Various types of hardwoods are used in the production of wooden window shutters. Hardwoods were the standard material long before manufacturers started making shutters from faux wood and other man-made materials.
The six types of hardwoods used are alder, basswood, cedar, maple, oak, and poplar. Pine, a soft wood, is also used to make wooden window shutters.
We asked a few experts for their professional opinion because we wanted to find out which type of wood works best. There were some interesting comments about the different types of wood, but everyone we spoke with said that basswood is the top choice for wooden window shutters for the interior of a home.
We will discuss the other woods in a moment, but we’ll start with the one getting the highest recommendation… basswood.
The basswood tree is part of a species that grows in many of the temperate climates of the northern hemisphere. In Europe and Britain, they are called lime trees, while in North America they are called basswood or linden trees. By the way, the name lime is derived from an old Middle English word and it has nothing to do with the citrus fruit called a lime.
One of the reasons that basswood is the top choice for wooden window shutters is because is has the unique characteristic of being lightweight and yet exceptionally strong and durable.
This hardwood does not warp. It has ideal properties for gluing and finishing. Basswood has a nice uniform grain although it is indistinct. The wood looks great when a stain finish is applied.
Unlike some other hardwoods, basswood is low in resin and tannin, and that’s good because resin and tannin might bleed through a stain finish.
Basswood, like many other natural materials, is a renewable resource. Careful management of hardwood forests can balance the removal, or harvesting, of wood with the growth of new wood. Thanks to responsible harvest management, the United States grows twice as hardwood as it harvests each year.
Alder is also a good material for interior shutters. The experts picked alder as their second choice, right behind basswood. However, since alder trees are smaller, only shorter lengths of wood are available. This means that finger joints will be needed to join two pieces of wood for taller window shutters.
The disadvantage to cedar is that it can easily be dented and scratched. Staples meant to hold the tilt bars in place do not hold very well due to that disadvantage.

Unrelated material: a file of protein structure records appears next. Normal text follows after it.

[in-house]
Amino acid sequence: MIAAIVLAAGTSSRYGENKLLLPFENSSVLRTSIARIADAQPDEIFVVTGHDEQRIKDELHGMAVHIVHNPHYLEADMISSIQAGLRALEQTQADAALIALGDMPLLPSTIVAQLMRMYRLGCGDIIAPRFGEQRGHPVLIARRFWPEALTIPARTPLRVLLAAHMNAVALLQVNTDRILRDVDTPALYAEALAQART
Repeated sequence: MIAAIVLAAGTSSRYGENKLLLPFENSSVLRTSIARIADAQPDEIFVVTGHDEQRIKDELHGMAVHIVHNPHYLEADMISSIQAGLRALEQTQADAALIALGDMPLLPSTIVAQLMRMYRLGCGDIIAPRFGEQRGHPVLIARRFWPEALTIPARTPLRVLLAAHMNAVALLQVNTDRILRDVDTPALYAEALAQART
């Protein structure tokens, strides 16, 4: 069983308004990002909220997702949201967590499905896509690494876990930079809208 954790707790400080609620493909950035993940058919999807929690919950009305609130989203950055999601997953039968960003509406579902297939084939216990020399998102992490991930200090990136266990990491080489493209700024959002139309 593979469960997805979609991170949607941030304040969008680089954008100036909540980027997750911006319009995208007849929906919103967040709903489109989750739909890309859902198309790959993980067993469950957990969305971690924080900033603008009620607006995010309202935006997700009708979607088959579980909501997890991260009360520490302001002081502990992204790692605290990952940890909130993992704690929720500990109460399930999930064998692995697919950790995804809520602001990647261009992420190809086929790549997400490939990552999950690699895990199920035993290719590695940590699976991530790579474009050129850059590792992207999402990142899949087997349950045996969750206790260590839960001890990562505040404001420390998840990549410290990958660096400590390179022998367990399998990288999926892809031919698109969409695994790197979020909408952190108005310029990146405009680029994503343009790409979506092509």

A strong advantage for cedar is that is has a high level of resistance to decay. Also, insects are repelled by cedar. That is why it such a popular wood for making hope chests.
The experts we spoke with agree that wooden window shutters made from cedar are best for the exterior of a home. This is because of the durability and the resistance to decay. Plus, it holds up well even when moisture is present.
Although oak is one of my favorite woods, the experts pointed out a few items of concern that make it less favorable for wooden window shutters. Oak is a heavy wood and it adds a lot of extra weight to window jambs and it might put too much stress on a window jamb of inferior quality.
With oak, the screw holes need to be pre-drilled, otherwise the wood has a tendency to split and splinter.
Unfortunately, the louvers on an oak shutter are more likely to warp than those made from other woods. The experts advise against painting oak shutters because when the wood warps, the paint will crack and the warping becomes more noticeable.
The comments made above about a heavy wood that adds a lot of weight to a window jamb and the screw holes needing to be pre-drilled also apply to maple. In addition, it will be a challenge to get uniform tension on maple louvers.
This is a moderately heavy wood that can cost less than other hardwoods. Poplar shutters look best when painted. Staining is not recommended due to mineral streaks and a natural greenish tint.
Pine is a soft wood that is sometimes used for wood window shutters. The main problem with using pine is that quality is not consistent because there are so many different species and grades of pine.
We hope this information comes in handy when you’re in the market for wooden window shutters. For one thing, it might help you know if the salesperson really knows what they’re talking about or if they’re just flapping their gums, as an old friend used to say.